Why FreeConomics Doesn't Work*

Adam Tinworth
Adam Tinworth

One presentation I was genuinely sorry to miss today (along with Lee Bryant‘s Niche Social Networks FTW) was Alan Patrick’s presentation on the Limits of Freeconomics. Luckily, he’s already posted the slides from his presentation:

[Broadsight – Web 2.0 Expo Presentation](http://www.slideshare.net/Broadsight/broadsight-web-20-expo-presentation-presentation?type=powerpoint "Broadsight - Web 2.0 Expo Presentation")
View SlideShare [presentation](http://www.slideshare.net/Broadsight/broadsight-web-20-expo-presentation-presentation?type=powerpoint "View Broadsight - Web 2.0 Expo Presentation on SlideShare") or [Upload](http://www.slideshare.net/upload?type=powerpoint) your own.
The [key message](http://broadstuff.com/archives/1325-Limits-to-FreeConomics-at-Web-2.0-Expo,-Berlin.html) here is subtly different from the one that seems to permeate much of the conference. There’s an implication that Web 2. startups should be shifting away from ad supported models, because of the economic downturn and the steady drying up of ad budgets. But Alan’s point is deeper than that. What he’s illustrating in these slides is that the “Free” model was never, ever going to work for anything other than a tiny handful of companies. Simply put: there was never enough ad spend out there o support the number of companies who were relying on it.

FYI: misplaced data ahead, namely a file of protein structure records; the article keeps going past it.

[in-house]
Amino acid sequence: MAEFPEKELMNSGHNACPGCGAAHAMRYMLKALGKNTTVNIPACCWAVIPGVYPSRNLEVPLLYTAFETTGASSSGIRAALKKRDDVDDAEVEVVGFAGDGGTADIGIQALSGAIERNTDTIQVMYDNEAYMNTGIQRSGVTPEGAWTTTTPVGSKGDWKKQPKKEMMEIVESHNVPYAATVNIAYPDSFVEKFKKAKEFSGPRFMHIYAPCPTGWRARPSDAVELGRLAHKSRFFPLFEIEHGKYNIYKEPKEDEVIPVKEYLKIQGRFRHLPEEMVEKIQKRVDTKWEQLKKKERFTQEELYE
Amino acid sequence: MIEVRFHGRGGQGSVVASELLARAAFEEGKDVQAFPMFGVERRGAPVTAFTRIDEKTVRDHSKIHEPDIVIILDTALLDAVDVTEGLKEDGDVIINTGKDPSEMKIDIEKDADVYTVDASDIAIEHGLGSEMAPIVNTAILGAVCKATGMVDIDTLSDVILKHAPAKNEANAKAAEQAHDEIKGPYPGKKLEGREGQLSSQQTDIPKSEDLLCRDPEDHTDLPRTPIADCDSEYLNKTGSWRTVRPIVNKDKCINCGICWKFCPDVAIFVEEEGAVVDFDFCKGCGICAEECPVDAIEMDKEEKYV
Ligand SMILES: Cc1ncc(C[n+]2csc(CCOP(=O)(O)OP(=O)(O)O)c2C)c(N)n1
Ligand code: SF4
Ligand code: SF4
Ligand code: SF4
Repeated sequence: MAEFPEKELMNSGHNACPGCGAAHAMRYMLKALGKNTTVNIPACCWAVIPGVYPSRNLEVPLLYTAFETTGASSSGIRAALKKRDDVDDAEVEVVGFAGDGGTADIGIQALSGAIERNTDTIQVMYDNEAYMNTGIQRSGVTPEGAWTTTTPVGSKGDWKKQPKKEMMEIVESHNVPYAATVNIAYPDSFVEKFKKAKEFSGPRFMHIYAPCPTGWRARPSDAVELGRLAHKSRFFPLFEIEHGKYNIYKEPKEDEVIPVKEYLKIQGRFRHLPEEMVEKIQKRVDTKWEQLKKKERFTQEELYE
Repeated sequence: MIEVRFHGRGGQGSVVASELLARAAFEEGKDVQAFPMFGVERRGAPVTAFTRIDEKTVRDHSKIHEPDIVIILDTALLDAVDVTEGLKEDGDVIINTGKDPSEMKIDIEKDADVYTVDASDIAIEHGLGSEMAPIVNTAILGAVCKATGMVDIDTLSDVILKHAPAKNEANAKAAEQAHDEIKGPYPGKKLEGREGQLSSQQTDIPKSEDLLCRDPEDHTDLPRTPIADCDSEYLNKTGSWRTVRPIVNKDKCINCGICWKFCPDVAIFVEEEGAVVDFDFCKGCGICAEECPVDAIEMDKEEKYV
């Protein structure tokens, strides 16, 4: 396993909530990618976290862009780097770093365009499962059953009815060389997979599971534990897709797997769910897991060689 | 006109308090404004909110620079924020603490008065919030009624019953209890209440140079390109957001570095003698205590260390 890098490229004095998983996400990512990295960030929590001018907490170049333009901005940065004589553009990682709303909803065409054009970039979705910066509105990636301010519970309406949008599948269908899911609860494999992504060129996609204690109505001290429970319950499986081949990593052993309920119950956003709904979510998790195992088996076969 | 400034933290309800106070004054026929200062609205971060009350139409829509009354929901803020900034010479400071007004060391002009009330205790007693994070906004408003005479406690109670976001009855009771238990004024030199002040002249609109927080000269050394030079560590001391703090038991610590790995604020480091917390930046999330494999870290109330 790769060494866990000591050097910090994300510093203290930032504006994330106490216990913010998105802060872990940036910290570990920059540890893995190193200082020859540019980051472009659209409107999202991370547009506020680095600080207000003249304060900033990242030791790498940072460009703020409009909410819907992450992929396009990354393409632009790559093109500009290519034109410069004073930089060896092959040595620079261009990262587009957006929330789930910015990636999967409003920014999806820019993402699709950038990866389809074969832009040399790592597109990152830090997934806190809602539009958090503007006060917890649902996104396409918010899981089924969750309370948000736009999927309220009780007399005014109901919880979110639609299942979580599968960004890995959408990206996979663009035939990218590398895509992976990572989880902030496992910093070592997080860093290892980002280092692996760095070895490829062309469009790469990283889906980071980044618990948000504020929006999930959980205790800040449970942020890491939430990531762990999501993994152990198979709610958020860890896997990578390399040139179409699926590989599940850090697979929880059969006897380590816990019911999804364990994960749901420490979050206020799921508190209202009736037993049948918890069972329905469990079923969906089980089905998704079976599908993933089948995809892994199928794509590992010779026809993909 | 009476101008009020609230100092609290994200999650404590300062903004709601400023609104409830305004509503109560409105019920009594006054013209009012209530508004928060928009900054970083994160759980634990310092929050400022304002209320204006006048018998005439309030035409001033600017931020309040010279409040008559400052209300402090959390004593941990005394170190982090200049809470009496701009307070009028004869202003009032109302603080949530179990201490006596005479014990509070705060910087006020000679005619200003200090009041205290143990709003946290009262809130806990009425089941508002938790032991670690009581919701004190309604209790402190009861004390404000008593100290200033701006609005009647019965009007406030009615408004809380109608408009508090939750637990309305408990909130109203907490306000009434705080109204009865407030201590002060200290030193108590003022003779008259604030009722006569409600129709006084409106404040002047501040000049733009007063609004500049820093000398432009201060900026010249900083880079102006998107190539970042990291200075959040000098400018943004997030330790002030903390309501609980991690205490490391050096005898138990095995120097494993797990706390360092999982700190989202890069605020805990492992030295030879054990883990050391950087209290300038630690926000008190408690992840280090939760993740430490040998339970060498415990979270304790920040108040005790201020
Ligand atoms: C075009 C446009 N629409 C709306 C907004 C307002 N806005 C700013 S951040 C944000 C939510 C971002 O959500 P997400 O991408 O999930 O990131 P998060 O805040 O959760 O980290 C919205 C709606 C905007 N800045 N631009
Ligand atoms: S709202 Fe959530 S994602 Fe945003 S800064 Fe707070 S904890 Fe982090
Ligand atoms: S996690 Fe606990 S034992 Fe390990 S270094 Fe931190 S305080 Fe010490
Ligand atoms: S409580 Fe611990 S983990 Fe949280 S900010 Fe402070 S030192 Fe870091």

And that brings us into a whole different ball game. What the credit crunch has done is expose the reality of a situation that was already there, rather than creating a new one. And that has profound implications for the sort of Web 2.0 tools we’ll see emerging over the next 18 months.

*For Everyone

alan patrickbroadstufffreeconomicsrevenuesstartupsw2ebweb 2.0

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Adam is a lecturer, trainer and writer. He's been a blogger for over 20 years, and a journalist for more than 30. He lectures on audience strategy and engagement at City, University of London.